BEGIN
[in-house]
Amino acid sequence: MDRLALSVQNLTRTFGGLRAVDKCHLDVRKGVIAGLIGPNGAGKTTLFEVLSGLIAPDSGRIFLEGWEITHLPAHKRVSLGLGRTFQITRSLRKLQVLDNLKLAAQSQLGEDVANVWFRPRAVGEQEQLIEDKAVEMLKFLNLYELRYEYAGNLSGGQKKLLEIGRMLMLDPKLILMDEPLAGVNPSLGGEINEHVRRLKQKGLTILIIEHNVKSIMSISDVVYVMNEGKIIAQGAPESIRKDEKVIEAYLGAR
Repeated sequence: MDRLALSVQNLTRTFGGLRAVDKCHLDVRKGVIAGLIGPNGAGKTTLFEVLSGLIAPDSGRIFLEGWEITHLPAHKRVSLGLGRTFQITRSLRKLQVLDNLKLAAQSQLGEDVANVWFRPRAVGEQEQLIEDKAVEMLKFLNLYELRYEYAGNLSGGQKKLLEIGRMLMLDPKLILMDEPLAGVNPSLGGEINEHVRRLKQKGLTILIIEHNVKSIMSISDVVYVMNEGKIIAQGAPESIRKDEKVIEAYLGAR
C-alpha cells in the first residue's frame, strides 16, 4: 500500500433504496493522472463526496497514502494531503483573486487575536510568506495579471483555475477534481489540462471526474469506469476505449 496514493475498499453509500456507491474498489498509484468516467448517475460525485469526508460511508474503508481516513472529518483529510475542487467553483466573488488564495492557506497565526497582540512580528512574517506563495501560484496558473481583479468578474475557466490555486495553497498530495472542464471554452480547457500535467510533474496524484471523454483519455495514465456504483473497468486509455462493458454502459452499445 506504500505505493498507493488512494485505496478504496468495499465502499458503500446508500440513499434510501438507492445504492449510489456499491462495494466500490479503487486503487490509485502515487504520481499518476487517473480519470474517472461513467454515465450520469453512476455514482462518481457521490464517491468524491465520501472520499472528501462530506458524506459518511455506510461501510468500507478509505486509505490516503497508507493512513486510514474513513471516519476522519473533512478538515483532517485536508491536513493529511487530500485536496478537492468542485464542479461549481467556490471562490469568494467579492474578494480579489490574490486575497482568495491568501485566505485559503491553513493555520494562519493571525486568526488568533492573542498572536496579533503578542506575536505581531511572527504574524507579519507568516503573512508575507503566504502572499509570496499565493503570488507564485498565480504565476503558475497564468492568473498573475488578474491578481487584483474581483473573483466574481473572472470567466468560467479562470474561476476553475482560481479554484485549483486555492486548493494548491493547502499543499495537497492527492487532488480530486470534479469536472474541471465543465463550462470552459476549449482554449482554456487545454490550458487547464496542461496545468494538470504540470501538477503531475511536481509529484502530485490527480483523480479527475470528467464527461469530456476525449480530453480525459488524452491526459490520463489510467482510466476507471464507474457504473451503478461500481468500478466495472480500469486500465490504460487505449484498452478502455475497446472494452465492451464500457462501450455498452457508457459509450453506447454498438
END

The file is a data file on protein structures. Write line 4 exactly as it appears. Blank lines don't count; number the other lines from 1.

C-alpha cells in the first residue's frame, strides 16, 4: 500500500433504496493522472463526496497514502494531503483573486487575536510568506495579471483555475477534481489540462471526474469506469476505449 496514493475498499453509500456507491474498489498509484468516467448517475460525485469526508460511508474503508481516513472529518483529510475542487467553483466573488488564495492557506497565526497582540512580528512574517506563495501560484496558473481583479468578474475557466490555486495553497498530495472542464471554452480547457500535467510533474496524484471523454483519455495514465456504483473497468486509455462493458454502459452499445 506504500505505493498507493488512494485505496478504496468495499465502499458503500446508500440513499434510501438507492445504492449510489456499491462495494466500490479503487486503487490509485502515487504520481499518476487517473480519470474517472461513467454515465450520469453512476455514482462518481457521490464517491468524491465520501472520499472528501462530506458524506459518511455506510461501510468500507478509505486509505490516503497508507493512513486510514474513513471516519476522519473533512478538515483532517485536508491536513493529511487530500485536496478537492468542485464542479461549481467556490471562490469568494467579492474578494480579489490574490486575497482568495491568501485566505485559503491553513493555520494562519493571525486568526488568533492573542498572536496579533503578542506575536505581531511572527504574524507579519507568516503573512508575507503566504502572499509570496499565493503570488507564485498565480504565476503558475497564468492568473498573475488578474491578481487584483474581483473573483466574481473572472470567466468560467479562470474561476476553475482560481479554484485549483486555492486548493494548491493547502499543499495537497492527492487532488480530486470534479469536472474541471465543465463550462470552459476549449482554449482554456487545454490550458487547464496542461496545468494538470504540470501538477503531475511536481509529484502530485490527480483523480479527475470528467464527461469530456476525449480530453480525459488524452491526459490520463489510467482510466476507471464507474457504473451503478461500481468500478466495472480500469486500465490504460487505449484498452478502455475497446472494452465492451464500457462501450455498452457508457459509450453506447454498438